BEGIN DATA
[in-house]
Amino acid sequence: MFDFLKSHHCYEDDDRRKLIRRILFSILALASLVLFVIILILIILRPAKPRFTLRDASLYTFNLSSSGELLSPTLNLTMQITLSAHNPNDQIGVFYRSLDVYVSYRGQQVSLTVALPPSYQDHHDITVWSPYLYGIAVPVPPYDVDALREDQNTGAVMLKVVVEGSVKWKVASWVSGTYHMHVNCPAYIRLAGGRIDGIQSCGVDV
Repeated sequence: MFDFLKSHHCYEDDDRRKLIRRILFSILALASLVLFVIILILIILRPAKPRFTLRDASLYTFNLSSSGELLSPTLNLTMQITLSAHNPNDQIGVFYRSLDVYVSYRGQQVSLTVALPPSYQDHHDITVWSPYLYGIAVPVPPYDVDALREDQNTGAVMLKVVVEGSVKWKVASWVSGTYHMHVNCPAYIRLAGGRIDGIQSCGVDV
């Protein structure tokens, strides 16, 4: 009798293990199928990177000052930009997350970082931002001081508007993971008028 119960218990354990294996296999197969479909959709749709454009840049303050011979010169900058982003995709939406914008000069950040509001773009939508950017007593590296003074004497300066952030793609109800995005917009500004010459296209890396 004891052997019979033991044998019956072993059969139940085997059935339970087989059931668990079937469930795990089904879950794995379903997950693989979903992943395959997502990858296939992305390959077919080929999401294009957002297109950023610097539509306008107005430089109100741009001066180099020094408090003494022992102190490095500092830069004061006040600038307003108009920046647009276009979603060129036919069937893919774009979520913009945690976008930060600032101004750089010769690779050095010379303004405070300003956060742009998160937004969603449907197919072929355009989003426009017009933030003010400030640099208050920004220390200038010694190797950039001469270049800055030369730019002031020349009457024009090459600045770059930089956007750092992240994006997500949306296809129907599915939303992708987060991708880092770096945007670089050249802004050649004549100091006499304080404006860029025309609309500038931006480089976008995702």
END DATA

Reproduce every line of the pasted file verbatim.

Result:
[in-house]
Amino acid sequence: MFDFLKSHHCYEDDDRRKLIRRILFSILALASLVLFVIILILIILRPAKPRFTLRDASLYTFNLSSSGELLSPTLNLTMQITLSAHNPNDQIGVFYRSLDVYVSYRGQQVSLTVALPPSYQDHHDITVWSPYLYGIAVPVPPYDVDALREDQNTGAVMLKVVVEGSVKWKVASWVSGTYHMHVNCPAYIRLAGGRIDGIQSCGVDV
Repeated sequence: MFDFLKSHHCYEDDDRRKLIRRILFSILALASLVLFVIILILIILRPAKPRFTLRDASLYTFNLSSSGELLSPTLNLTMQITLSAHNPNDQIGVFYRSLDVYVSYRGQQVSLTVALPPSYQDHHDITVWSPYLYGIAVPVPPYDVDALREDQNTGAVMLKVVVEGSVKWKVASWVSGTYHMHVNCPAYIRLAGGRIDGIQSCGVDV
């Protein structure tokens, strides 16, 4: 009798293990199928990177000052930009997350970082931002001081508007993971008028 119960218990354990294996296999197969479909959709749709454009840049303050011979010169900058982003995709939406914008000069950040509001773009939508950017007593590296003074004497300066952030793609109800995005917009500004010459296209890396 004891052997019979033991044998019956072993059969139940085997059935339970087989059931668990079937469930795990089904879950794995379903997950693989979903992943395959997502990858296939992305390959077919080929999401294009957002297109950023610097539509306008107005430089109100741009001066180099020094408090003494022992102190490095500092830069004061006040600038307003108009920046647009276009979603060129036919069937893919774009979520913009945690976008930060600032101004750089010769690779050095010379303004405070300003956060742009998160937004969603449907197919072929355009989003426009017009933030003010400030640099208050920004220390200038010694190797950039001469270049800055030369730019002031020349009457024009090459600045770059930089956007750092992240994006997500949306296809129907599915939303992708987060991708880092770096945007670089050249802004050649004549100091006499304080404006860029025309609309500038931006480089976008995702």